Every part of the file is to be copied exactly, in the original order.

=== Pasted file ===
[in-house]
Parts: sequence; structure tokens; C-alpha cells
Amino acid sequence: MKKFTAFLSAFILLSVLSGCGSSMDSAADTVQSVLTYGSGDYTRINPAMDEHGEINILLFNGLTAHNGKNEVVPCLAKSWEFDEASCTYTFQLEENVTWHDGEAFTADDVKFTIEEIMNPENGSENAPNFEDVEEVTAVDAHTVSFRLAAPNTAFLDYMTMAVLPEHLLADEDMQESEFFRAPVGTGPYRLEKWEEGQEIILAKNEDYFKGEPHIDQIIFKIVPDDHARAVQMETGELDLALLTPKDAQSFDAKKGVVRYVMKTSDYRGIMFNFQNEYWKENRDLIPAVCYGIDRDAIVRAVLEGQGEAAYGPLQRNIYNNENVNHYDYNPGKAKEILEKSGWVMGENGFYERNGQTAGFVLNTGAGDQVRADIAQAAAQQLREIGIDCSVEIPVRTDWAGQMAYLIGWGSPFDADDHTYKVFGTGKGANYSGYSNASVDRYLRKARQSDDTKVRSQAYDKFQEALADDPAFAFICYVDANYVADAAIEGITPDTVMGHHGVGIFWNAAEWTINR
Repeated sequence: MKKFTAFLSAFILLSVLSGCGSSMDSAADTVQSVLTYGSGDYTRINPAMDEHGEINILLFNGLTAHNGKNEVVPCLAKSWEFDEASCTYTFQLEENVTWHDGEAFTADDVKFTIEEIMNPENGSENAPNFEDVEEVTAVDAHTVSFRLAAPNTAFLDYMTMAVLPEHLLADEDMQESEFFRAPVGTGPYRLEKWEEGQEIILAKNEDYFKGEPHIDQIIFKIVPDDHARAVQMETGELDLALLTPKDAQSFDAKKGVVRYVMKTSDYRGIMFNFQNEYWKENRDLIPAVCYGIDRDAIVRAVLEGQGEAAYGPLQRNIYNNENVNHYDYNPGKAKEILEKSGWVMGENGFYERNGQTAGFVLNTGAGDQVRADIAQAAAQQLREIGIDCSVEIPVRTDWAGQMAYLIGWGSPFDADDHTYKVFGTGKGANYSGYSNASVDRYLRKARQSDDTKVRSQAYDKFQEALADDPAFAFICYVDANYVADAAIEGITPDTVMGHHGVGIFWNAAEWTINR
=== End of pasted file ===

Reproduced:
[in-house]
Parts: sequence; structure tokens; C-alpha cells
Amino acid sequence: MKKFTAFLSAFILLSVLSGCGSSMDSAADTVQSVLTYGSGDYTRINPAMDEHGEINILLFNGLTAHNGKNEVVPCLAKSWEFDEASCTYTFQLEENVTWHDGEAFTADDVKFTIEEIMNPENGSENAPNFEDVEEVTAVDAHTVSFRLAAPNTAFLDYMTMAVLPEHLLADEDMQESEFFRAPVGTGPYRLEKWEEGQEIILAKNEDYFKGEPHIDQIIFKIVPDDHARAVQMETGELDLALLTPKDAQSFDAKKGVVRYVMKTSDYRGIMFNFQNEYWKENRDLIPAVCYGIDRDAIVRAVLEGQGEAAYGPLQRNIYNNENVNHYDYNPGKAKEILEKSGWVMGENGFYERNGQTAGFVLNTGAGDQVRADIAQAAAQQLREIGIDCSVEIPVRTDWAGQMAYLIGWGSPFDADDHTYKVFGTGKGANYSGYSNASVDRYLRKARQSDDTKVRSQAYDKFQEALADDPAFAFICYVDANYVADAAIEGITPDTVMGHHGVGIFWNAAEWTINR
Repeated sequence: MKKFTAFLSAFILLSVLSGCGSSMDSAADTVQSVLTYGSGDYTRINPAMDEHGEINILLFNGLTAHNGKNEVVPCLAKSWEFDEASCTYTFQLEENVTWHDGEAFTADDVKFTIEEIMNPENGSENAPNFEDVEEVTAVDAHTVSFRLAAPNTAFLDYMTMAVLPEHLLADEDMQESEFFRAPVGTGPYRLEKWEEGQEIILAKNEDYFKGEPHIDQIIFKIVPDDHARAVQMETGELDLALLTPKDAQSFDAKKGVVRYVMKTSDYRGIMFNFQNEYWKENRDLIPAVCYGIDRDAIVRAVLEGQGEAAYGPLQRNIYNNENVNHYDYNPGKAKEILEKSGWVMGENGFYERNGQTAGFVLNTGAGDQVRADIAQAAAQQLREIGIDCSVEIPVRTDWAGQMAYLIGWGSPFDADDHTYKVFGTGKGANYSGYSNASVDRYLRKARQSDDTKVRSQAYDKFQEALADDPAFAFICYVDANYVADAAIEGITPDTVMGHHGVGIFWNAAEWTINR